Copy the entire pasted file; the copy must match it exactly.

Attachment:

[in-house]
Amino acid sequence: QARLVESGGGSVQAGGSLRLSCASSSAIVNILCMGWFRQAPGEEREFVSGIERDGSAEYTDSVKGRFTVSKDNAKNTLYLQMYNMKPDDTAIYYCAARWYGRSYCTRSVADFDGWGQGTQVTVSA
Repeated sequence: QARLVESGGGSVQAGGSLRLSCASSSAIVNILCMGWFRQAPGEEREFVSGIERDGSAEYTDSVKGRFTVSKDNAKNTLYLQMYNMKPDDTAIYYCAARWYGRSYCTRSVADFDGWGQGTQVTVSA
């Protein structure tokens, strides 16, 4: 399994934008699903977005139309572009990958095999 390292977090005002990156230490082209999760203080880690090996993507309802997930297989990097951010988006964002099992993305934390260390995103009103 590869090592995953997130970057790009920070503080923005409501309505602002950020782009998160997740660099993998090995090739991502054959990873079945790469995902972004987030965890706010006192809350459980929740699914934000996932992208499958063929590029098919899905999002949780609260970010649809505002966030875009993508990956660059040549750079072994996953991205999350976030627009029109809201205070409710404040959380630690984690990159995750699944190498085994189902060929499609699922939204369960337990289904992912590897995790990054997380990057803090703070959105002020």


[in-house]
Amino acid sequence: QARLVESGGGSVQAGGSLRLSCASSSAIVNILCMGWFRQAPGEEREFVSGIERDGSAEYTDSVKGRFTVSKDNAKNTLYLQMYNMKPDDTAIYYCAARWYGRSYCTRSVADFDGWGQGTQVTVSA
Repeated sequence: QARLVESGGGSVQAGGSLRLSCASSSAIVNILCMGWFRQAPGEEREFVSGIERDGSAEYTDSVKGRFTVSKDNAKNTLYLQMYNMKPDDTAIYYCAARWYGRSYCTRSVADFDGWGQGTQVTVSA
């Protein structure tokens, strides 16, 4: 399994934008699903977005139309572009990958095999 390292977090005002990156230490082209999760203080880690090996993507309802997930297989990097951010988006964002099992993305934390260390995103009103 590869090592995953997130970057790009920070503080923005409501309505602002950020782009998160997740660099993998090995090739991502054959990873079945790469995902972004987030965890706010006192809350459980929740699914934000996932992208499958063929590029098919899905999002949780609260970010649809505002966030875009993508990956660059040549750079072994996953991205999350976030627009029109809201205070409710404040959380630690984690990159995750699944190498085994189902060929499609699922939204369960337990289904992912590897995790990054997380990057803090703070959105002020």